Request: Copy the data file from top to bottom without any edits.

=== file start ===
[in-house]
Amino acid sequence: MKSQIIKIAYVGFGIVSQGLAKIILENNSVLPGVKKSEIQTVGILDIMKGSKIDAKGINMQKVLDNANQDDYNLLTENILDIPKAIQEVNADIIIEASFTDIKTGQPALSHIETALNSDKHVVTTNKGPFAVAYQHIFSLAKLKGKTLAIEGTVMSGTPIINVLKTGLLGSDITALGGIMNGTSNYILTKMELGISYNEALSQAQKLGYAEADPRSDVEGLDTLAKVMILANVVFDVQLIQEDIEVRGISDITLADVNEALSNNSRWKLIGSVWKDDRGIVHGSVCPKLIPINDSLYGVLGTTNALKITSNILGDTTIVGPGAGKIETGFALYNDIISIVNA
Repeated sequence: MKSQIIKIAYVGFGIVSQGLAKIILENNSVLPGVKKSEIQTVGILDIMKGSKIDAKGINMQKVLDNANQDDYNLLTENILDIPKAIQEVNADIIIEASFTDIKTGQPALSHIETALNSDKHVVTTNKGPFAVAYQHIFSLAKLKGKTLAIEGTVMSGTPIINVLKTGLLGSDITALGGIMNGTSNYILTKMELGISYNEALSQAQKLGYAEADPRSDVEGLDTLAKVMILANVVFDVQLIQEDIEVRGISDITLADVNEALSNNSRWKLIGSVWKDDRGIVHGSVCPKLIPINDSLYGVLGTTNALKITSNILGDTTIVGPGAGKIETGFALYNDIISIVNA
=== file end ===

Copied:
[in-house]
Amino acid sequence: MKSQIIKIAYVGFGIVSQGLAKIILENNSVLPGVKKSEIQTVGILDIMKGSKIDAKGINMQKVLDNANQDDYNLLTENILDIPKAIQEVNADIIIEASFTDIKTGQPALSHIETALNSDKHVVTTNKGPFAVAYQHIFSLAKLKGKTLAIEGTVMSGTPIINVLKTGLLGSDITALGGIMNGTSNYILTKMELGISYNEALSQAQKLGYAEADPRSDVEGLDTLAKVMILANVVFDVQLIQEDIEVRGISDITLADVNEALSNNSRWKLIGSVWKDDRGIVHGSVCPKLIPINDSLYGVLGTTNALKITSNILGDTTIVGPGAGKIETGFALYNDIISIVNA
Repeated sequence: MKSQIIKIAYVGFGIVSQGLAKIILENNSVLPGVKKSEIQTVGILDIMKGSKIDAKGINMQKVLDNANQDDYNLLTENILDIPKAIQEVNADIIIEASFTDIKTGQPALSHIETALNSDKHVVTTNKGPFAVAYQHIFSLAKLKGKTLAIEGTVMSGTPIINVLKTGLLGSDITALGGIMNGTSNYILTKMELGISYNEALSQAQKLGYAEADPRSDVEGLDTLAKVMILANVVFDVQLIQEDIEVRGISDITLADVNEALSNNSRWKLIGSVWKDDRGIVHGSVCPKLIPINDSLYGVLGTTNALKITSNILGDTTIVGPGAGKIETGFALYNDIISIVNA